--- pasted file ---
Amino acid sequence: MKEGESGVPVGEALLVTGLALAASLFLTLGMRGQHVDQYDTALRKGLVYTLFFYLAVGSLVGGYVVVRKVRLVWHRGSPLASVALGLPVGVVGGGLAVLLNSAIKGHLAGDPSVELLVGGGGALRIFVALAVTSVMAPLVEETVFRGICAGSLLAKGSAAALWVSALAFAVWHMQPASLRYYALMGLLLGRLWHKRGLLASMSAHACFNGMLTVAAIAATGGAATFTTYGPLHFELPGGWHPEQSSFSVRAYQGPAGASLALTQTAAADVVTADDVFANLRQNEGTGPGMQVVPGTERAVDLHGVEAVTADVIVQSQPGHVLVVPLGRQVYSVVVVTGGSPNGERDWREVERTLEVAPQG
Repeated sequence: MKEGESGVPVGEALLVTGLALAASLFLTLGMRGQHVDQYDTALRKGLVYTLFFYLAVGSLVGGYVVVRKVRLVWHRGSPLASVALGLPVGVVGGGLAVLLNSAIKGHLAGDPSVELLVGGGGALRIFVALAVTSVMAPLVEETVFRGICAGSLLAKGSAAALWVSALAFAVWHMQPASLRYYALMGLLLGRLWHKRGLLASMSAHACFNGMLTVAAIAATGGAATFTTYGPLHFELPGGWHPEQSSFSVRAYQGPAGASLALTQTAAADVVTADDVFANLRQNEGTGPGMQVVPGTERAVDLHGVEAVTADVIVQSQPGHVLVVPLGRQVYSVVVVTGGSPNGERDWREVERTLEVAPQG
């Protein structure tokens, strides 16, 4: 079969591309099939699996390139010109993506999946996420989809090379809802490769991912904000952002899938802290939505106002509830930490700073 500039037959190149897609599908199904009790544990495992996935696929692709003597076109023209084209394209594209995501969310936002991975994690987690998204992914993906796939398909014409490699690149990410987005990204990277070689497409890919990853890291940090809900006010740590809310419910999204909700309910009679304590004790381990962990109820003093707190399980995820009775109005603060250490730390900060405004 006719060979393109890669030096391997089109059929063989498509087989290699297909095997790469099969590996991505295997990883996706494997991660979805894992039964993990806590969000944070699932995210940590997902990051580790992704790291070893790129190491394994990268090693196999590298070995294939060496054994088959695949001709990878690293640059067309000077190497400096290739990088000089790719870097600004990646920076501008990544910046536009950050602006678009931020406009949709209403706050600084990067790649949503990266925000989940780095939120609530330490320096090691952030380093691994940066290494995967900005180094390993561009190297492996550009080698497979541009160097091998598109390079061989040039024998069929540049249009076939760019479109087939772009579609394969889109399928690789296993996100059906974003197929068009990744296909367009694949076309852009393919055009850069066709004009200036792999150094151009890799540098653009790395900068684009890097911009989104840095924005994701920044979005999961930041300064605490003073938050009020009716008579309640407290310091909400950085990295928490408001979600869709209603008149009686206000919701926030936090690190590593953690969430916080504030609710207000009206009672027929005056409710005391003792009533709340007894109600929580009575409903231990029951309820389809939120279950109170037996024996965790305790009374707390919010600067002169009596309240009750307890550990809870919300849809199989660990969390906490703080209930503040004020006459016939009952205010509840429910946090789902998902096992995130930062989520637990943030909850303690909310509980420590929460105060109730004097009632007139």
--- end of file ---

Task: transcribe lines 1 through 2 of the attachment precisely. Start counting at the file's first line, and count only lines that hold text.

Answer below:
Amino acid sequence: MKEGESGVPVGEALLVTGLALAASLFLTLGMRGQHVDQYDTALRKGLVYTLFFYLAVGSLVGGYVVVRKVRLVWHRGSPLASVALGLPVGVVGGGLAVLLNSAIKGHLAGDPSVELLVGGGGALRIFVALAVTSVMAPLVEETVFRGICAGSLLAKGSAAALWVSALAFAVWHMQPASLRYYALMGLLLGRLWHKRGLLASMSAHACFNGMLTVAAIAATGGAATFTTYGPLHFELPGGWHPEQSSFSVRAYQGPAGASLALTQTAAADVVTADDVFANLRQNEGTGPGMQVVPGTERAVDLHGVEAVTADVIVQSQPGHVLVVPLGRQVYSVVVVTGGSPNGERDWREVERTLEVAPQG
Repeated sequence: MKEGESGVPVGEALLVTGLALAASLFLTLGMRGQHVDQYDTALRKGLVYTLFFYLAVGSLVGGYVVVRKVRLVWHRGSPLASVALGLPVGVVGGGLAVLLNSAIKGHLAGDPSVELLVGGGGALRIFVALAVTSVMAPLVEETVFRGICAGSLLAKGSAAALWVSALAFAVWHMQPASLRYYALMGLLLGRLWHKRGLLASMSAHACFNGMLTVAAIAATGGAATFTTYGPLHFELPGGWHPEQSSFSVRAYQGPAGASLALTQTAAADVVTADDVFANLRQNEGTGPGMQVVPGTERAVDLHGVEAVTADVIVQSQPGHVLVVPLGRQVYSVVVVTGGSPNGERDWREVERTLEVAPQG